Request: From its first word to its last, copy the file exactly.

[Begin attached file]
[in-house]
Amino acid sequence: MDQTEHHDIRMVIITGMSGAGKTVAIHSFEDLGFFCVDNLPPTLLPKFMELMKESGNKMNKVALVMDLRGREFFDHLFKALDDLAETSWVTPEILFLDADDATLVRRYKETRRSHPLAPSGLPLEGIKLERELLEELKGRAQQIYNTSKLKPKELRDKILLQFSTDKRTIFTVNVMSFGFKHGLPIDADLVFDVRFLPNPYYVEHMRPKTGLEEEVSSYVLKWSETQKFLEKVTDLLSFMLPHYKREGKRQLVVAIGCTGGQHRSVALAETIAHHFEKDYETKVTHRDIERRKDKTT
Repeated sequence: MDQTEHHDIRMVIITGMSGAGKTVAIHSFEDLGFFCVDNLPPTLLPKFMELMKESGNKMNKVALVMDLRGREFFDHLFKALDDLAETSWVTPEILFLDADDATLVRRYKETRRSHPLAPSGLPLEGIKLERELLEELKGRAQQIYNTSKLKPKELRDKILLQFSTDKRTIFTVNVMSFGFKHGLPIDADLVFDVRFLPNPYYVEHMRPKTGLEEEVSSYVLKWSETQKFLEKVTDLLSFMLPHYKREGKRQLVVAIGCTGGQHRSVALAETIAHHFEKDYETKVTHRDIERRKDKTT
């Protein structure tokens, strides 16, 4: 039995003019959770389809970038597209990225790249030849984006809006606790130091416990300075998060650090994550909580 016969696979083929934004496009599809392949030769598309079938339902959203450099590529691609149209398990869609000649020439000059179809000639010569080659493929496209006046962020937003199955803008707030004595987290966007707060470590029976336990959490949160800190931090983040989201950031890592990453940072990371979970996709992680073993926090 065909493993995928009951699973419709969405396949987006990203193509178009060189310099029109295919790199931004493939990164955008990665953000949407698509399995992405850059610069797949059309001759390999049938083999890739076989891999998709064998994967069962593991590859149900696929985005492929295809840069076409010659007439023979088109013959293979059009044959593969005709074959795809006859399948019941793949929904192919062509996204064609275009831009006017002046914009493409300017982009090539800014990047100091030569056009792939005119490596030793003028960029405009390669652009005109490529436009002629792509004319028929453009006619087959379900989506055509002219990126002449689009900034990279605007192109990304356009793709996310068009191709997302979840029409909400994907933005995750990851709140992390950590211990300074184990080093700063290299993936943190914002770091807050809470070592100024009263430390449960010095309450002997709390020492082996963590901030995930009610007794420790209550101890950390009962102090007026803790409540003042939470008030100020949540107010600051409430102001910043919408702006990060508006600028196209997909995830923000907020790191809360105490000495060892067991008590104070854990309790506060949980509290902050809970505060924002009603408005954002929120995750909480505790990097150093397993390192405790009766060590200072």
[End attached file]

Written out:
[in-house]
Amino acid sequence: MDQTEHHDIRMVIITGMSGAGKTVAIHSFEDLGFFCVDNLPPTLLPKFMELMKESGNKMNKVALVMDLRGREFFDHLFKALDDLAETSWVTPEILFLDADDATLVRRYKETRRSHPLAPSGLPLEGIKLERELLEELKGRAQQIYNTSKLKPKELRDKILLQFSTDKRTIFTVNVMSFGFKHGLPIDADLVFDVRFLPNPYYVEHMRPKTGLEEEVSSYVLKWSETQKFLEKVTDLLSFMLPHYKREGKRQLVVAIGCTGGQHRSVALAETIAHHFEKDYETKVTHRDIERRKDKTT
Repeated sequence: MDQTEHHDIRMVIITGMSGAGKTVAIHSFEDLGFFCVDNLPPTLLPKFMELMKESGNKMNKVALVMDLRGREFFDHLFKALDDLAETSWVTPEILFLDADDATLVRRYKETRRSHPLAPSGLPLEGIKLERELLEELKGRAQQIYNTSKLKPKELRDKILLQFSTDKRTIFTVNVMSFGFKHGLPIDADLVFDVRFLPNPYYVEHMRPKTGLEEEVSSYVLKWSETQKFLEKVTDLLSFMLPHYKREGKRQLVVAIGCTGGQHRSVALAETIAHHFEKDYETKVTHRDIERRKDKTT
């Protein structure tokens, strides 16, 4: 039995003019959770389809970038597209990225790249030849984006809006606790130091416990300075998060650090994550909580 016969696979083929934004496009599809392949030769598309079938339902959203450099590529691609149209398990869609000649020439000059179809000639010569080659493929496209006046962020937003199955803008707030004595987290966007707060470590029976336990959490949160800190931090983040989201950031890592990453940072990371979970996709992680073993926090 065909493993995928009951699973419709969405396949987006990203193509178009060189310099029109295919790199931004493939990164955008990665953000949407698509399995992405850059610069797949059309001759390999049938083999890739076989891999998709064998994967069962593991590859149900696929985005492929295809840069076409010659007439023979088109013959293979059009044959593969005709074959795809006859399948019941793949929904192919062509996204064609275009831009006017002046914009493409300017982009090539800014990047100091030569056009792939005119490596030793003028960029405009390669652009005109490529436009002629792509004319028929453009006619087959379900989506055509002219990126002449689009900034990279605007192109990304356009793709996310068009191709997302979840029409909400994907933005995750990851709140992390950590211990300074184990080093700063290299993936943190914002770091807050809470070592100024009263430390449960010095309450002997709390020492082996963590901030995930009610007794420790209550101890950390009962102090007026803790409540003042939470008030100020949540107010600051409430102001910043919408702006990060508006600028196209997909995830923000907020790191809360105490000495060892067991008590104070854990309790506060949980509290902050809970505060924002009603408005954002929120995750909480505790990097150093397993390192405790009766060590200072």